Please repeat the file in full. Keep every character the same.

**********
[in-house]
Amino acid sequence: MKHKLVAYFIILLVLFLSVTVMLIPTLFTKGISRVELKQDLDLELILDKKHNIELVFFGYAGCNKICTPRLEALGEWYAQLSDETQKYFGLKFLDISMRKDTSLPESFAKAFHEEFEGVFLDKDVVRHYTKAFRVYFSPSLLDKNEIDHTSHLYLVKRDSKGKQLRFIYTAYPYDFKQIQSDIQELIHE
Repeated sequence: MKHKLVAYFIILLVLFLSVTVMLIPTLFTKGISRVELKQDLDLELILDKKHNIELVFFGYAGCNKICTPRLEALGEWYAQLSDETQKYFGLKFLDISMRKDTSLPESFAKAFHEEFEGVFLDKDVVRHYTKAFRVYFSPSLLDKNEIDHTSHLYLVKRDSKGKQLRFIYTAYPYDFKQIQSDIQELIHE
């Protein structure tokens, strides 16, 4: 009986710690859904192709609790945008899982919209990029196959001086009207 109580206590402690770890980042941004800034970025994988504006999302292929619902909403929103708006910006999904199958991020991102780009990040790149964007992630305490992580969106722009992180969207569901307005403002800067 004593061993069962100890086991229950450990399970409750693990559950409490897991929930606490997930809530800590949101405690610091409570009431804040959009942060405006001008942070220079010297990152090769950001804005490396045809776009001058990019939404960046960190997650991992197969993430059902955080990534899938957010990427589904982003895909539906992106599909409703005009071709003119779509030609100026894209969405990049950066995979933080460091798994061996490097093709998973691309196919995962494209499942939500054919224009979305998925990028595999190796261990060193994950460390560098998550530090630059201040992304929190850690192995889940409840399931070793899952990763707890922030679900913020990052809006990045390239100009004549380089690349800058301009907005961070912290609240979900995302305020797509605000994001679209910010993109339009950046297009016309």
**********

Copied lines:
[in-house]
Amino acid sequence: MKHKLVAYFIILLVLFLSVTVMLIPTLFTKGISRVELKQDLDLELILDKKHNIELVFFGYAGCNKICTPRLEALGEWYAQLSDETQKYFGLKFLDISMRKDTSLPESFAKAFHEEFEGVFLDKDVVRHYTKAFRVYFSPSLLDKNEIDHTSHLYLVKRDSKGKQLRFIYTAYPYDFKQIQSDIQELIHE
Repeated sequence: MKHKLVAYFIILLVLFLSVTVMLIPTLFTKGISRVELKQDLDLELILDKKHNIELVFFGYAGCNKICTPRLEALGEWYAQLSDETQKYFGLKFLDISMRKDTSLPESFAKAFHEEFEGVFLDKDVVRHYTKAFRVYFSPSLLDKNEIDHTSHLYLVKRDSKGKQLRFIYTAYPYDFKQIQSDIQELIHE
């Protein structure tokens, strides 16, 4: 009986710690859904192709609790945008899982919209990029196959001086009207 109580206590402690770890980042941004800034970025994988504006999302292929619902909403929103708006910006999904199958991020991102780009990040790149964007992630305490992580969106722009992180969207569901307005403002800067 004593061993069962100890086991229950450990399970409750693990559950409490897991929930606490997930809530800590949101405690610091409570009431804040959009942060405006001008942070220079010297990152090769950001804005490396045809776009001058990019939404960046960190997650991992197969993430059902955080990534899938957010990427589904982003895909539906992106599909409703005009071709003119779509030609100026894209969405990049950066995979933080460091798994061996490097093709998973691309196919995962494209499942939500054919224009979305998925990028595999190796261990060193994950460390560098998550530090630059201040992304929190850690192995889940409840399931070793899952990763707890922030679900913020990052809006990045390239100009004549380089690349800058301009907005961070912290609240979900995302305020797509605000994001679209910010993109339009950046297009016309």